(J. Scott Applewhite / Associated…)
Deficit-reduction negotiations will continue essentially around the clock next week as Vice President Joe Biden and congressional leaders seek to resolve the stand-off over raising the nation’s $14.3-trillion debt limit and send jittery financial markets a message that Washington can tackle its fiscal problems.
Biden said that negotiators are aiming for $4 trillion in deficit reduction over the next decade even as the differences remain on the core issues of taxes and Medicare health spending.
"Now we're getting down to the real hard stuff: I’ll trade you my bicycle for your golf clubs," Biden said. "The really tough stuff that is left are the big ticket items – and philosophically big ticket items."
Negotiators emerged from this week's third and final meeting late Thursday upbeat that all sides remained committed to reaching an agreement.
They have combed through virtually every aspect of the federal budget over the last three days to find areas of potential agreement on savings. A final deal would need bipartisan backing, Biden said, and could not be approved only by Democrats or Republicans.
Rep. Eric Cantor of Virginia, the majority leader who is representing House Republicans, said the evening discussion was "very good."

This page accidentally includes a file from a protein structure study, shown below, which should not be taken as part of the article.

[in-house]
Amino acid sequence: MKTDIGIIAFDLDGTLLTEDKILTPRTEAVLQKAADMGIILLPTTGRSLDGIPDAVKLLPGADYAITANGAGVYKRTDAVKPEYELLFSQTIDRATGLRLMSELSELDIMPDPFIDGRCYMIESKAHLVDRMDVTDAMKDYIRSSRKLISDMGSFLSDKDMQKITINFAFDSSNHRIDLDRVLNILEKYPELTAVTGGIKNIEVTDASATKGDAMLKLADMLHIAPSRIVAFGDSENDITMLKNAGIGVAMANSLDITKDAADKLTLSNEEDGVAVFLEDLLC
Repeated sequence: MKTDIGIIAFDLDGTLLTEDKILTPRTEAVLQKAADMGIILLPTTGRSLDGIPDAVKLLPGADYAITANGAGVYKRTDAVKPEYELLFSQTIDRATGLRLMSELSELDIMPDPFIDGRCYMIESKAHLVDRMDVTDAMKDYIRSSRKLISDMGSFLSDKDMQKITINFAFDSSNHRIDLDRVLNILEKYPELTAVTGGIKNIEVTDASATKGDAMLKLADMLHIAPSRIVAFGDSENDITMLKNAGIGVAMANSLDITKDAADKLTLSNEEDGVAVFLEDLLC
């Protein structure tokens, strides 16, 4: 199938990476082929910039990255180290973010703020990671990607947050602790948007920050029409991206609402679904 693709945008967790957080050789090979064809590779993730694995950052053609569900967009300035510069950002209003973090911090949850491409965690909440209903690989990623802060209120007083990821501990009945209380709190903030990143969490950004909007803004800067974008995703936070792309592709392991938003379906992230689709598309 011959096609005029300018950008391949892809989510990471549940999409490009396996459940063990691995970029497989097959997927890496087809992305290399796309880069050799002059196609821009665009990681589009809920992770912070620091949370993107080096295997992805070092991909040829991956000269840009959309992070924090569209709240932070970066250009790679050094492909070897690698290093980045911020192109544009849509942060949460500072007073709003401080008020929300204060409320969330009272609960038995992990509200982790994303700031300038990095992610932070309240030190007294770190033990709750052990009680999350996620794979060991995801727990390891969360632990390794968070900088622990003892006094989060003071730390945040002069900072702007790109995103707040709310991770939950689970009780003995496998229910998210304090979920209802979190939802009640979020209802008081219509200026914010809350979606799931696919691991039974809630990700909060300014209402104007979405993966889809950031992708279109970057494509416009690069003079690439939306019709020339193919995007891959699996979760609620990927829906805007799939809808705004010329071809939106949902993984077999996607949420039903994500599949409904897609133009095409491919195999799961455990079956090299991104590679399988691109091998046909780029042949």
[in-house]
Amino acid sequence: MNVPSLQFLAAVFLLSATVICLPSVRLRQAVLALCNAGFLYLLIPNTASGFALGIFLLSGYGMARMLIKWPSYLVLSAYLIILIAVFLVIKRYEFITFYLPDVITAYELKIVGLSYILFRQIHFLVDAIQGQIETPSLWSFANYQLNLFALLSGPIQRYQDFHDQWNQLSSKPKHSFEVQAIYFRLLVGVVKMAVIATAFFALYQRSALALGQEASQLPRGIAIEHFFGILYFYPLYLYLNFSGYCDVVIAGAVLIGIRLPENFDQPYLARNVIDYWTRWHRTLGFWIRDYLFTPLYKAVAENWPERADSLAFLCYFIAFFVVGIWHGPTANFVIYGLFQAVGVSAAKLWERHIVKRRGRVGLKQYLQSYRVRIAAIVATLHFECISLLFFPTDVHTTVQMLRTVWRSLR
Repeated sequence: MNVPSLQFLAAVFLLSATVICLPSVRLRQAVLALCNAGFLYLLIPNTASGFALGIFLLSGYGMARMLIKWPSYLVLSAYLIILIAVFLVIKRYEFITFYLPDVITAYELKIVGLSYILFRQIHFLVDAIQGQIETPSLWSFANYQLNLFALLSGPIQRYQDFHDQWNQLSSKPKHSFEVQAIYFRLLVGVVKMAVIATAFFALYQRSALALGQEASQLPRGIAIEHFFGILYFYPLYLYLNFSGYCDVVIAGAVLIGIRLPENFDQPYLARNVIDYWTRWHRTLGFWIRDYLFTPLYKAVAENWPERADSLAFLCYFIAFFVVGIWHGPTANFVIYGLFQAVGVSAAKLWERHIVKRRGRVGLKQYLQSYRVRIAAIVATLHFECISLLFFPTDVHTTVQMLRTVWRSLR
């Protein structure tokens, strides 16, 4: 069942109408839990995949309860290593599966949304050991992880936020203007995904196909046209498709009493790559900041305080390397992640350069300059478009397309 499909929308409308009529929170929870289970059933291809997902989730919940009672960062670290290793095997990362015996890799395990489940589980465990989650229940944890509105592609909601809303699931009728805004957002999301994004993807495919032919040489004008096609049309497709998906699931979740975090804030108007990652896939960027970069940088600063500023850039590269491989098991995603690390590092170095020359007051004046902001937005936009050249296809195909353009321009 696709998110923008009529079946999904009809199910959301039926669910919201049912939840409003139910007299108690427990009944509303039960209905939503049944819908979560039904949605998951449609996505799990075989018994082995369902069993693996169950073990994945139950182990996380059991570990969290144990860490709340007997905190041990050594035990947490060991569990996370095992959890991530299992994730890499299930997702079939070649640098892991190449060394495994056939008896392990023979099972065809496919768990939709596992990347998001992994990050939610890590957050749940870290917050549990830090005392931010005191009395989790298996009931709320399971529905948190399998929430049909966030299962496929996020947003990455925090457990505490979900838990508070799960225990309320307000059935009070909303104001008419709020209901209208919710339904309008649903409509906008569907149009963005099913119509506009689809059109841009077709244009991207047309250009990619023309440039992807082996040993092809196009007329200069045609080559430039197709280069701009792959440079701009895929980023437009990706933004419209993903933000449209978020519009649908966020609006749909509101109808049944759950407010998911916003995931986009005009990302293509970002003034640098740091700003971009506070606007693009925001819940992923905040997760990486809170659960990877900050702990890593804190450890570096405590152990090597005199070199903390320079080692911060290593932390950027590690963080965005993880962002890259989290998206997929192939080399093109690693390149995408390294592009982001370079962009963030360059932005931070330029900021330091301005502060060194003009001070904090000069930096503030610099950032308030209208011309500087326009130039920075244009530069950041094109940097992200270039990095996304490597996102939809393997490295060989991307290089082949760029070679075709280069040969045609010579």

"The president and the vice president’s interested, as well, in trillions of dollars of savings," Cantor said. "We're trying to get there."
Biden and congressional negotiators agreed to carve out several hours each day for meetings next week while staff will be working essentially around the clock. The goal is to reach an agreement by early July. That would be ahead of the Aug. 2 deadline Treasury has said would be the end of its ability to pay federal debt obligations without new borrowing capacity.
Republicans have refused to vote to raise the nation's debt limit as they insist on at least $2 trillion in spending cuts – an extremely difficult goal. The nation risks an unprecedented default if the borrowing capacity is not increased, budget experts have said.
This week’s talks have focused primarily on the spending side of the ledger and negotiators on Thursday revisited reductions in mandatory domestic programs. Agricultural subsidies and federal pension costs are among such programs that have been seriously considered for cuts.
But getting to a $4-trillion deficit-reduction package would probably require new revenues either through tax hikes or the elimination of certain tax credits, including those for corporate jets or oil companies that Democrats have put on the table but the GOP has adamantly rejected.
The White House has this week introduced a new element -- a payroll tax holiday for employers and the continuation of one for employees -- as a way to stimulate the economy.
"We have almost covered the whole waterfront in the federal budget," Biden said. "Everybody wants an agreement. There’s no principle in that room that doesn’t want an agreement that bends the curve on the long-term debt and is sufficiently realistic to get us to $4 trillion over the next decade or so, in terms of reduction, and in fact will meet the test that everybody has out there whose unwilling to vote for the debt ceiling and say this is real. They’ve done something real."
Biden said it was important to reach an agreement to convince the financial markets that Washington can resolve its fiscal problems.